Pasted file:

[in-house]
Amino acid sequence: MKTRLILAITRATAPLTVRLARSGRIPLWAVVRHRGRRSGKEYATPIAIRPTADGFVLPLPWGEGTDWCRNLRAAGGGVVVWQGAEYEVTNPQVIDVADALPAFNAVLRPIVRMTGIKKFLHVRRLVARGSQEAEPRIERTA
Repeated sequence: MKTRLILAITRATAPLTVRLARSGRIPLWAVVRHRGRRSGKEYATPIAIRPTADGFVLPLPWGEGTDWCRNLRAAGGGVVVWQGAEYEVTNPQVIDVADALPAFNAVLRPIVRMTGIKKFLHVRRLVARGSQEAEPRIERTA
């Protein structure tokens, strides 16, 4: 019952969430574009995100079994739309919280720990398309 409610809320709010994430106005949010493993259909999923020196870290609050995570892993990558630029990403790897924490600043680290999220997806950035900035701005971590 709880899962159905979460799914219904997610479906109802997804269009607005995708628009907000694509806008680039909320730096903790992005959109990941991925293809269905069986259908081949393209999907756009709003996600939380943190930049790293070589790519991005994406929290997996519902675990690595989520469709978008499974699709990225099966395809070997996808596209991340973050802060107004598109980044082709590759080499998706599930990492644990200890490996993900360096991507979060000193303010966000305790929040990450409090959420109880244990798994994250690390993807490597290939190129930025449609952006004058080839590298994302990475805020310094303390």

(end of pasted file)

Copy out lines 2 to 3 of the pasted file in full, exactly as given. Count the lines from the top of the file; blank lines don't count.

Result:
Amino acid sequence: MKTRLILAITRATAPLTVRLARSGRIPLWAVVRHRGRRSGKEYATPIAIRPTADGFVLPLPWGEGTDWCRNLRAAGGGVVVWQGAEYEVTNPQVIDVADALPAFNAVLRPIVRMTGIKKFLHVRRLVARGSQEAEPRIERTA
Repeated sequence: MKTRLILAITRATAPLTVRLARSGRIPLWAVVRHRGRRSGKEYATPIAIRPTADGFVLPLPWGEGTDWCRNLRAAGGGVVVWQGAEYEVTNPQVIDVADALPAFNAVLRPIVRMTGIKKFLHVRRLVARGSQEAEPRIERTA